KouZina boasts a brick courtyard surrounded by evergreens that are studded with tiny winking lights, and its own parking lot. But don’t abuse the privilege, since the Main has one, too.
In ‘Street Food with Roy Choi’ we go along with one of the food world’s hottest young chefs as he explores the unique worlds of influencers and trendsetters. Roy dips into the lives of cultural tastemakers to get their perspectives on cultural movements around style, food, entertainment and more, and talks to them in their native habitats.
Title music: Alchemist, Evidence
Creative consultants: Adam Weissman, David Rekstizzy Lee
Thank you to: Kogi, Chego, POT, Line Hotel, Stussy, and the people of Los Angeles
The Little Bluse Smokehouse’s stall at the British Street Food 2014 in Leeds
The Blue Anchor’s smokehouse has won the People Choice award at the British Street Food competition.
The Little Blue Smokehouse is the pub’s street food stall. They cure, brine and dry rub all their our meat, before they hot smoke it, with oak in their own smokehouse.
CrowboroughLife brought you the news that back in June they successfully competed in the South East heat in Brighton.
Over the course of a weekend in Leeds, twenty-five of the best street food traders from the UK and Europe competed to win an award in the finals of the British Street Food.The most hotly contested award of the weekend was the People’s Choice award, voted for by the people who came to the event and ate at the stalls.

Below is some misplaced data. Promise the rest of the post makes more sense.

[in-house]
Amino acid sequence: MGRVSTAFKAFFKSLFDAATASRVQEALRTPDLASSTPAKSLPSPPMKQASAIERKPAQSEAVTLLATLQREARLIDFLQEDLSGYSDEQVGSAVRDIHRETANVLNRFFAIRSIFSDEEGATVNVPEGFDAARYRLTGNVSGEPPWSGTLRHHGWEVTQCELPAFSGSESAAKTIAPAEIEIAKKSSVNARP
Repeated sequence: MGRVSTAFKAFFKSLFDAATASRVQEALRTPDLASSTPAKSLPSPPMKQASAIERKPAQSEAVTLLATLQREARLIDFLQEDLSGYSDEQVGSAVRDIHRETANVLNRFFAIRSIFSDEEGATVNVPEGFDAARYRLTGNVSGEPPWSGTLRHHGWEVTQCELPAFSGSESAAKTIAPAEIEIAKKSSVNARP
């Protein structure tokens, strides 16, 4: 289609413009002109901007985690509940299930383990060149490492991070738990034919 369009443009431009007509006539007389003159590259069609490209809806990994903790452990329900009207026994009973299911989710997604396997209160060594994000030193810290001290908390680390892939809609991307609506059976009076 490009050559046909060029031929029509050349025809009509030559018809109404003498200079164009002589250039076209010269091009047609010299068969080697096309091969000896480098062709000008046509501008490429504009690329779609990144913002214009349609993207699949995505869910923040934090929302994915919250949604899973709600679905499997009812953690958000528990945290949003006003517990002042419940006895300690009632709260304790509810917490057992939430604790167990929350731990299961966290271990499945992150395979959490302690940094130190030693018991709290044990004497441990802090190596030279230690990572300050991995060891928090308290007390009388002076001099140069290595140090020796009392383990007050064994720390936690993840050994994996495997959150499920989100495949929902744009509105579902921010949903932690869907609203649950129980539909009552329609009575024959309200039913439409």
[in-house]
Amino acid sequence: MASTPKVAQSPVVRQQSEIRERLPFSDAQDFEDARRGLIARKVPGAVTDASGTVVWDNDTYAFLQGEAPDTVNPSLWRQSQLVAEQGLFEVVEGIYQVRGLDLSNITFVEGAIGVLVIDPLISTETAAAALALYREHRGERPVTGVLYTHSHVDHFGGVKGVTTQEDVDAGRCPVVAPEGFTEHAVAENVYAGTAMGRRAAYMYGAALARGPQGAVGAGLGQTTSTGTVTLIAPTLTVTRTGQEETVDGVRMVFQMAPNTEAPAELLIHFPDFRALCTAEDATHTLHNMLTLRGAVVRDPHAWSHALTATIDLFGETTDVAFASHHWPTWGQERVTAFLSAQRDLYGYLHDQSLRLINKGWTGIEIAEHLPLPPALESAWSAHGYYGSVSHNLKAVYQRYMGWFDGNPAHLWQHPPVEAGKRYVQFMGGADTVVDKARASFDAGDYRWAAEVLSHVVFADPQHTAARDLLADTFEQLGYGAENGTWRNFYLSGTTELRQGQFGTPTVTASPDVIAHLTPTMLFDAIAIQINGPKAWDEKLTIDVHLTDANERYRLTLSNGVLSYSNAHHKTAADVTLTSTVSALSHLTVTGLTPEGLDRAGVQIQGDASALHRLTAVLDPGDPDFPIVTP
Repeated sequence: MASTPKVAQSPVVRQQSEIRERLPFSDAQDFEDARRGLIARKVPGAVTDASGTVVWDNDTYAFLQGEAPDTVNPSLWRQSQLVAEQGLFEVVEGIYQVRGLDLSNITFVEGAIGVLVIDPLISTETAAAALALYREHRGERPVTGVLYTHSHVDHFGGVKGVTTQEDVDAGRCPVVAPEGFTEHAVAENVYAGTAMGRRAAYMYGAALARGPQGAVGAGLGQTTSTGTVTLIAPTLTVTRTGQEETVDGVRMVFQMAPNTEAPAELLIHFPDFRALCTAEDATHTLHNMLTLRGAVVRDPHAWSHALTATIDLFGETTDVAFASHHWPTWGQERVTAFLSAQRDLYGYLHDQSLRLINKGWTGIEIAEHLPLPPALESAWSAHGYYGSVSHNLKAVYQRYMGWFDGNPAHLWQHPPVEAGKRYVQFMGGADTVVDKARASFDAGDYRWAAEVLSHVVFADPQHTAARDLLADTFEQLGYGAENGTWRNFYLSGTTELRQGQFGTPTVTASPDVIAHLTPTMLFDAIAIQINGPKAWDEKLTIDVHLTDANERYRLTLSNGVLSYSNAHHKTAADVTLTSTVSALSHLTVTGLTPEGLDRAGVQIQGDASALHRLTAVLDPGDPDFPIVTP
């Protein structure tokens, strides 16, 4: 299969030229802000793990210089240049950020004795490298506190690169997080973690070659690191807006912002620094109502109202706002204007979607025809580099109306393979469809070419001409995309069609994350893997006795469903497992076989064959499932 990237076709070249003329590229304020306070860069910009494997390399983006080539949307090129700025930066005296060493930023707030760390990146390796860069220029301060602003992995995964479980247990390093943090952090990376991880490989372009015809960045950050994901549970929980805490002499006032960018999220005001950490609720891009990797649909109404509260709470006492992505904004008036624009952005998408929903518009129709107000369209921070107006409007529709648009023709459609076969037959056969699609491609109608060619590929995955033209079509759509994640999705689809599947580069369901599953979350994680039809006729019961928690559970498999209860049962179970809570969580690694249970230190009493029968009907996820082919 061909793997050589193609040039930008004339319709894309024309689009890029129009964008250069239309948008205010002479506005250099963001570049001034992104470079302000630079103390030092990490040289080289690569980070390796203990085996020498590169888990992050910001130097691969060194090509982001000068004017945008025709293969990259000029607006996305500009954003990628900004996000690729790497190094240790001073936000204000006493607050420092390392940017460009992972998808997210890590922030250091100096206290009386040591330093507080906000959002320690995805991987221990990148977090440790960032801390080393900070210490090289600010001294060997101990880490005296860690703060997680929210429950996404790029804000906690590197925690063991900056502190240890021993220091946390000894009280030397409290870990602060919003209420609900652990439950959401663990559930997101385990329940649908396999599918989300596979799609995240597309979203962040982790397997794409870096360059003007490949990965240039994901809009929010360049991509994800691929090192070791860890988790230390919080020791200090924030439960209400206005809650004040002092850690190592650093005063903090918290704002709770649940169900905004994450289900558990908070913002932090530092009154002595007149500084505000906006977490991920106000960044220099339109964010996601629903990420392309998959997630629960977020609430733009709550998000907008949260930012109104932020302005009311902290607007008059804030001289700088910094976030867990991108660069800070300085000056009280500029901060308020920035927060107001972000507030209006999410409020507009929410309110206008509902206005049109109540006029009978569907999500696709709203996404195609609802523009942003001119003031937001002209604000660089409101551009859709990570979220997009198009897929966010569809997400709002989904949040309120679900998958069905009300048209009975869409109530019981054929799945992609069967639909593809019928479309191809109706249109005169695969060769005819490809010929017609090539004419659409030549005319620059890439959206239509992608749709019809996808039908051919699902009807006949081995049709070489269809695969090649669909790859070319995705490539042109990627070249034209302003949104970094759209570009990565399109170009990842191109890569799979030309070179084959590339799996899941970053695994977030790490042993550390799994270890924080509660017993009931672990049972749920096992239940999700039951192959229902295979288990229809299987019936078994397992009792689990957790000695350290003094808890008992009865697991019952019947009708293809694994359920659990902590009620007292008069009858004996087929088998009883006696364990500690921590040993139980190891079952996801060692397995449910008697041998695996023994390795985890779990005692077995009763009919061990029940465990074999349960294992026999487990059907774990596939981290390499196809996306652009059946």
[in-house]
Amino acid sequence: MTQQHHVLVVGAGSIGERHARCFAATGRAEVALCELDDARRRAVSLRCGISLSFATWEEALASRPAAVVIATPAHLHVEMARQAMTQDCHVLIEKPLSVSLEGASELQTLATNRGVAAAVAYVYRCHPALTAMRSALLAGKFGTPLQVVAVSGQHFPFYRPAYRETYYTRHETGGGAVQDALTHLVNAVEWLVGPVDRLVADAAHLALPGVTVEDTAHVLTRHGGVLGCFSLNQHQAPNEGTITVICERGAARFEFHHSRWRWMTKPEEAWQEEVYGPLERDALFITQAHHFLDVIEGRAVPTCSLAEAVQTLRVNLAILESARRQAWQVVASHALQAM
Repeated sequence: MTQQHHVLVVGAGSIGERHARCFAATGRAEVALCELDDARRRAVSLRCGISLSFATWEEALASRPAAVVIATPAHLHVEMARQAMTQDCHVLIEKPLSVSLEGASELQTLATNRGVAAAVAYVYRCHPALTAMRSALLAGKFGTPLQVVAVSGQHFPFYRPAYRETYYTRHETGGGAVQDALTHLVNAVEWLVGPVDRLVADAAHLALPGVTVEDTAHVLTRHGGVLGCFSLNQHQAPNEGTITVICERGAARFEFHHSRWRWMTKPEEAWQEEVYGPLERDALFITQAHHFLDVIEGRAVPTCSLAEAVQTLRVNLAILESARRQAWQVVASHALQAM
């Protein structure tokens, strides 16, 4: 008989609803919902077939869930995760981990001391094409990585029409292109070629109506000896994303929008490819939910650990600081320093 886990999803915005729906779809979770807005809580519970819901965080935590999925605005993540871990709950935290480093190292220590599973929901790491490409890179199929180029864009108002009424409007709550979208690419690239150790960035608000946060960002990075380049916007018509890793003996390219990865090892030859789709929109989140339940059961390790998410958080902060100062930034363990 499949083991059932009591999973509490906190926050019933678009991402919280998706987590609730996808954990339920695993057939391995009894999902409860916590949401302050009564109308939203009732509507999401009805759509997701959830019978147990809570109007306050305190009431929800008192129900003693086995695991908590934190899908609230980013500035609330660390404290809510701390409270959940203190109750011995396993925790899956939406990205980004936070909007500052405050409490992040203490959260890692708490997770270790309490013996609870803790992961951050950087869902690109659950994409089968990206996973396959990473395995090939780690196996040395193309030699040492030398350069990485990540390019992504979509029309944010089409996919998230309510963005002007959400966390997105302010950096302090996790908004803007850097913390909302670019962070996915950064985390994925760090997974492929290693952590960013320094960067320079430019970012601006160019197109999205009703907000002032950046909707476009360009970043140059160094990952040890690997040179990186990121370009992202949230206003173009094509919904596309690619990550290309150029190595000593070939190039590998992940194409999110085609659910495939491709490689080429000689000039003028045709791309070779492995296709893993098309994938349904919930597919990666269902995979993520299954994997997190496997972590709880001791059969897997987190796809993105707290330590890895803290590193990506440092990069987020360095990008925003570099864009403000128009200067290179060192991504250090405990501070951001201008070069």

The food served by The Little Blue Smokehouse included their signature dishes of Pulled Pork, Brisket Hot smoked Pastrami and they added Korean BBQ style smoked Pigs Cheeks, The Umami Bomb (stout braised smoked Ox Cheeks) and Bourbon cured smoked shredded lamb.
On hearing that the Little Blue Smokehouse won the People’s Choice, owner Martyn Cotton said:
To win this award is incredible. This award is extra special to us as it was the people who ate with us voted for us. It gives us confidence in our product. We are a small business and really want to use this award to grow our business. We want to say a massive thank you to everyone who came out to see us and voted for us. We have a blast in Leeds and can’t wait for the chance to go back again.
The Blue Anchor also won the Pub Food of the Year Award from their brewery Shepherd Neame. The judges also said they were impressed by the smoked meats from the smokehouse, but they also praised the high quality of its classic pub dishes.
The Little Blue Smokehouse can be found at Street Diner Brighton every Friday between 11am – 3pm. You can follow them on Facebook and Twitter to keep up with other events.